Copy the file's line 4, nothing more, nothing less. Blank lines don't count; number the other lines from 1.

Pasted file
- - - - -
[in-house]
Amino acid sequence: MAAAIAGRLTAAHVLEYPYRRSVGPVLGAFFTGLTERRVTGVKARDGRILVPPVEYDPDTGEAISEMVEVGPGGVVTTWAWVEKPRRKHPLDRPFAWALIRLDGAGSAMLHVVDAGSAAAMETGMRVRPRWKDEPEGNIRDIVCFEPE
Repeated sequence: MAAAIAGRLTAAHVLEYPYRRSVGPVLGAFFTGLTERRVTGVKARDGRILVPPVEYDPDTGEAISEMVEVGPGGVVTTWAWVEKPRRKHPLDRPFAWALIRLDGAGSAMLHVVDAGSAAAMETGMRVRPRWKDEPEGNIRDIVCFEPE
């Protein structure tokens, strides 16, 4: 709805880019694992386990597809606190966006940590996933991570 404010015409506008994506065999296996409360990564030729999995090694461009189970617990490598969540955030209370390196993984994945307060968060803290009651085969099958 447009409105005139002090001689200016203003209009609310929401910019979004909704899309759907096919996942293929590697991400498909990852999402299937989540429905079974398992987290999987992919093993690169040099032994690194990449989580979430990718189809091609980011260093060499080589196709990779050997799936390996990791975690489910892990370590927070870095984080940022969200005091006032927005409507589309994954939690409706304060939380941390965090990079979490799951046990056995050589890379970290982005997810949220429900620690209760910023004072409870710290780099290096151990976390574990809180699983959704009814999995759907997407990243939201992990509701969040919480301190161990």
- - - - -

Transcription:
């Protein structure tokens, strides 16, 4: 709805880019694992386990597809606190966006940590996933991570 404010015409506008994506065999296996409360990564030729999995090694461009189970617990490598969540955030209370390196993984994945307060968060803290009651085969099958 447009409105005139002090001689200016203003209009609310929401910019979004909704899309759907096919996942293929590697991400498909990852999402299937989540429905079974398992987290999987992919093993690169040099032994690194990449989580979430990718189809091609980011260093060499080589196709990779050997799936390996990791975690489910892990370590927070870095984080940022969200005091006032927005409507589309994954939690409706304060939380941390965090990079979490799951046990056995050589890379970290982005997810949220429900620690209760910023004072409870710290780099290096151990976390574990809180699983959704009814999995759907997407990243939201992990509701969040919480301190161990």